Things got worse when manager Tatsunori Hara left and was replaced with grouch Tsuneo Horiuchi. The Giants core offensive threats of Kazuhiro Kiyohara, Akira Etoh, Toshihisa Nishi, and Takayuki Shimizu and pitchers Kimiyasu Kudoh, Masumi Kuwata, Yusaku Iriki, and Koji Uehara all became old and/or ineffective at the same time. The team cycled through replacements like Gabe Kapler, Hiroki Kokubo, Tuffy Rhodes, and Jeremy Powell before finally assembling a team that worked in 2007.

Impact:Huge. No single player’s departure has had a greater effect on his former team than Matsui has had on the Giants. Yomiuri was probably headed for a downturn anyway, but the loss of Matsui certainly prolonged the team’s lean years.

2002

Kazuhisa Ishii (SP, Swallows -> Dodgers): Yakult posted Ishii after winning the Japan Series in 2001, and got about $11m from the Dodgers. Kevin Hodges took Ishii’s place at the top of the Swallows’ rotation and the team went from a 78-56-6 record in ’01 to a 74-62-4 record and 2nd place finish in ’02, 11 games behind the Giants. Had Ishii been around, the race might have been tighter but Yakult was still probably would have been a 2nd place team. Hodges posted a 5.90 era in 2004, and Yakult fell further.

Ishii returned to Yakult in 2006, but the team had faded into an also-ran by then. He left after 2007 for Seibu.

Impact: Medium. $11m was a good return for Ishii. Yakult may have been able to remain competitive for a little longer if he had stuck around, but that was an aging team.

So Taguchi (OF, Blue Wave -> Cardinals): Surprisingly, Orix mananged to maintain a solid record the year after Ichiro was posted, but fell from 70-66-4 to 50-87-3 after Taguchi left. Taguchi’s presence was never worth 20 games in the standings; the team’s offense tanked completely in 2002.

Impact: Low. Taguchi was actually a pretty average player in japan. He really improved his game in his time in America.

Satoru Komiyama (SP/RP, BayStars -> Mets): Yokohama dropped from 69-67-4 to 49-86-5 after Komiyama left. While the ‘Stars missed Komiyama’s 12-9 record and 3.03 era, I would say that Yokohama’s weak offense was more responsible for the team’s meteoric drop.

Komiyama didn’t perform at the MLB level, and returned to Japan after one season. Yokohama still owned his NPB rights, but refused to sign him to a contract for the 2003 season. After a “ronin” year, the BayStars finally released him and he re-joined the Chiba Lotte Marines, his original team. He’s been there ever since.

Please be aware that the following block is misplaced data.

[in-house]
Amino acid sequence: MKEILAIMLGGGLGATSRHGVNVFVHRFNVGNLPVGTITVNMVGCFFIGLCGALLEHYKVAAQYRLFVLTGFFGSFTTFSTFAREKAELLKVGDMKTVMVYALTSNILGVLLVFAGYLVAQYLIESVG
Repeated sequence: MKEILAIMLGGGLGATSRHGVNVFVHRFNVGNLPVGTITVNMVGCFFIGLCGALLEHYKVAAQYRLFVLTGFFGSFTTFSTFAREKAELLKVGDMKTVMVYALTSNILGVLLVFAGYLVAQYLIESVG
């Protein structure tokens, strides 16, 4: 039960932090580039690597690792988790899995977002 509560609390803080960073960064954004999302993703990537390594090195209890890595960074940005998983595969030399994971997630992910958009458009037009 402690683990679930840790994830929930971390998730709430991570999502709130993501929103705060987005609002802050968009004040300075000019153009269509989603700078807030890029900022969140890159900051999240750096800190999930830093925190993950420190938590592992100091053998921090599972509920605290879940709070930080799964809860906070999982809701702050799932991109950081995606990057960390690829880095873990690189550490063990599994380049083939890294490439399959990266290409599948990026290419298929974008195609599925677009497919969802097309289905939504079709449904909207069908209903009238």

Impact: Low. Given the way Yokohama treated him, it didn’t seem that they wanted him back. They could have traded him to another NPB team and gotten some value back, so to me it was a case of the team cutting off it’s nose to spite it’s face. In general I’m a fan of Komiyama’s and I think he could have added some stability to Yokohama’s staff and mentored the team’s young pitchers. In that sense, it’s a big loss for Yokohama, but not one that I attribute to his MLB trial.

2001

Ichiro (OF, Blue Wave -> Mariners): This one needs no introduction. Orix posted Ichiro after the 2000 and Seattle won his rights with a $14m bid. I was living in Japan at the time, and it was such big, exciting news. It seemed like just announcing his move to MLB made him a bigger star than he already was.

Orix appeared in Japan Series’ in 1995 and 1996, but were a .500 team for the last few years of his tenure. The Blue Wave maintained it’s .500 record the year after Ichiro was posted, but fell apart in 2002. The team stunk again in 2003, and mid-way through 2004 announced that it would merge with the Kintetsu Buffaloes. The new Orix Buffaloes took the field in 2005 with a group of guys taken in the in the Orix/Kintetsu dispersal draft, and ranged from doormat to also-ran until their surpring 2008 campaign.

Orix’s popularity at the gate was flagging even with Ichiro, and his departure didn’t make things any better. The team suffered from the inconveniently located Green Stadium Kobe, and the proximity of the popular Hanshin Tigers. The post-merger team plays most of it’s home games in Osaka Kyocera Dome, which is a shame because Green Stadium is much nicer and was easily my favorite place to watch a game in Japan. For me, the old Blue Wave had a level of charm that the post-merger team lacks completely.

Impact: Medium. Everyone knew Ichiro was going to America at some point, and Orix did the right thing in posting him. I would argue that Ichiro’s MLB success is better for Japanese baseball than if he stayed and broken every NPB record. Orix’s competitiveness and popularity took a dive without Ichiro, but this was inevitable.

Tsuyoshi Shinjo (OF, Tigers -> Mets): Shinjo turned down a four-year offer from Hanshin to take a one-year minor league deal from the Mets. The Tigers felt no impact in the win column, going from a 57-78-1 record to 57-80-3. Hanshin backfilled Shinjo by drafting Norihiro Akahoshi, who has been the team’s center fielder ever since. Akahoshi has never had any power, but he has better on-base skills than Shinjo ever did and has won multiple Gold Gloves.

As a side note, Shinjo announced his move around the same time as Ichiro did. Though his move was viewed with some skepticism, he proved he could play at the MLB level, which helped inspire a wider range of players to make the jump across the Pacific.

Impact: Low. Hanshin built a balanced team after Shinjo left and has been competitve since 2002. Shinjo held his own at the MLB level, played in the 2002 World Series, and then returned to Japan to help build Nippon Ham into a competitive, popular franchise. I’d say this one worked out well for all parties.

That’s it for the player-by-player analysis. Anyone I missed? Anyone disagree with my assessments?